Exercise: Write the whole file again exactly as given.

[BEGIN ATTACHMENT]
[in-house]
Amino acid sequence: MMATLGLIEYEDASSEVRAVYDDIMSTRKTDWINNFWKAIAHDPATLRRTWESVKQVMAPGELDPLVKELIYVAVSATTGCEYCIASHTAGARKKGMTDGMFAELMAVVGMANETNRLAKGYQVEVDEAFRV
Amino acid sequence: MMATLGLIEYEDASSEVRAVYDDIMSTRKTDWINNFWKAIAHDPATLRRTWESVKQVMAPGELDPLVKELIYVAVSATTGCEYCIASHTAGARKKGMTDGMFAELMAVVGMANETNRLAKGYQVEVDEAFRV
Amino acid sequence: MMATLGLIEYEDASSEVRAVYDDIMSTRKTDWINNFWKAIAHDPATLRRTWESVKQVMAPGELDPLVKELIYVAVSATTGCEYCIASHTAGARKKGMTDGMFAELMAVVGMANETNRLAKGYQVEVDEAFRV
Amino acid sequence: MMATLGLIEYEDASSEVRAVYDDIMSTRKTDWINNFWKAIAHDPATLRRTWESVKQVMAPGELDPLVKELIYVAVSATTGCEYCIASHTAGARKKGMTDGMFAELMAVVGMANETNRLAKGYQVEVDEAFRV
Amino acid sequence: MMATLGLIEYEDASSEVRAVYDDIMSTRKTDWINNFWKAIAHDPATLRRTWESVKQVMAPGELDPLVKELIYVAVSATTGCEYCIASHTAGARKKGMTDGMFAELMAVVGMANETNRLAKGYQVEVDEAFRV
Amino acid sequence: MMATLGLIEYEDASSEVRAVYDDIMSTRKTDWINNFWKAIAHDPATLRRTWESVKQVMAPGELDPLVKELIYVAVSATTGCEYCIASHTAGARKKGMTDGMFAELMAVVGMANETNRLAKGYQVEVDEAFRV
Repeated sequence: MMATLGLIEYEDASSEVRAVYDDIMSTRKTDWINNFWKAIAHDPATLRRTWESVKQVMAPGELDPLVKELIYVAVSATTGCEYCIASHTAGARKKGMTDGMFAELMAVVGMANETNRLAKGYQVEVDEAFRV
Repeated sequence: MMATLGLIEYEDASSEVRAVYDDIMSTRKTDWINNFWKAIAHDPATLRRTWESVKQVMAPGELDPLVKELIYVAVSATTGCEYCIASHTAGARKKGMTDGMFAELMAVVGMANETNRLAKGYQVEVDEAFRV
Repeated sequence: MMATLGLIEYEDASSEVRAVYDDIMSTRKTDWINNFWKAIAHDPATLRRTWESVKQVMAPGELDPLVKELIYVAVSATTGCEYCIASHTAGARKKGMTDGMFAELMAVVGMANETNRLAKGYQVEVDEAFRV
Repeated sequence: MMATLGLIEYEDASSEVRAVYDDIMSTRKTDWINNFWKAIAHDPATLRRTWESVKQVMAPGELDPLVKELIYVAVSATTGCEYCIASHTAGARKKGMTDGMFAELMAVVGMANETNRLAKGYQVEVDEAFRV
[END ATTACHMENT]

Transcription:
[in-house]
Amino acid sequence: MMATLGLIEYEDASSEVRAVYDDIMSTRKTDWINNFWKAIAHDPATLRRTWESVKQVMAPGELDPLVKELIYVAVSATTGCEYCIASHTAGARKKGMTDGMFAELMAVVGMANETNRLAKGYQVEVDEAFRV
Amino acid sequence: MMATLGLIEYEDASSEVRAVYDDIMSTRKTDWINNFWKAIAHDPATLRRTWESVKQVMAPGELDPLVKELIYVAVSATTGCEYCIASHTAGARKKGMTDGMFAELMAVVGMANETNRLAKGYQVEVDEAFRV
Amino acid sequence: MMATLGLIEYEDASSEVRAVYDDIMSTRKTDWINNFWKAIAHDPATLRRTWESVKQVMAPGELDPLVKELIYVAVSATTGCEYCIASHTAGARKKGMTDGMFAELMAVVGMANETNRLAKGYQVEVDEAFRV
Amino acid sequence: MMATLGLIEYEDASSEVRAVYDDIMSTRKTDWINNFWKAIAHDPATLRRTWESVKQVMAPGELDPLVKELIYVAVSATTGCEYCIASHTAGARKKGMTDGMFAELMAVVGMANETNRLAKGYQVEVDEAFRV
Amino acid sequence: MMATLGLIEYEDASSEVRAVYDDIMSTRKTDWINNFWKAIAHDPATLRRTWESVKQVMAPGELDPLVKELIYVAVSATTGCEYCIASHTAGARKKGMTDGMFAELMAVVGMANETNRLAKGYQVEVDEAFRV
Amino acid sequence: MMATLGLIEYEDASSEVRAVYDDIMSTRKTDWINNFWKAIAHDPATLRRTWESVKQVMAPGELDPLVKELIYVAVSATTGCEYCIASHTAGARKKGMTDGMFAELMAVVGMANETNRLAKGYQVEVDEAFRV
Repeated sequence: MMATLGLIEYEDASSEVRAVYDDIMSTRKTDWINNFWKAIAHDPATLRRTWESVKQVMAPGELDPLVKELIYVAVSATTGCEYCIASHTAGARKKGMTDGMFAELMAVVGMANETNRLAKGYQVEVDEAFRV
Repeated sequence: MMATLGLIEYEDASSEVRAVYDDIMSTRKTDWINNFWKAIAHDPATLRRTWESVKQVMAPGELDPLVKELIYVAVSATTGCEYCIASHTAGARKKGMTDGMFAELMAVVGMANETNRLAKGYQVEVDEAFRV
Repeated sequence: MMATLGLIEYEDASSEVRAVYDDIMSTRKTDWINNFWKAIAHDPATLRRTWESVKQVMAPGELDPLVKELIYVAVSATTGCEYCIASHTAGARKKGMTDGMFAELMAVVGMANETNRLAKGYQVEVDEAFRV
Repeated sequence: MMATLGLIEYEDASSEVRAVYDDIMSTRKTDWINNFWKAIAHDPATLRRTWESVKQVMAPGELDPLVKELIYVAVSATTGCEYCIASHTAGARKKGMTDGMFAELMAVVGMANETNRLAKGYQVEVDEAFRV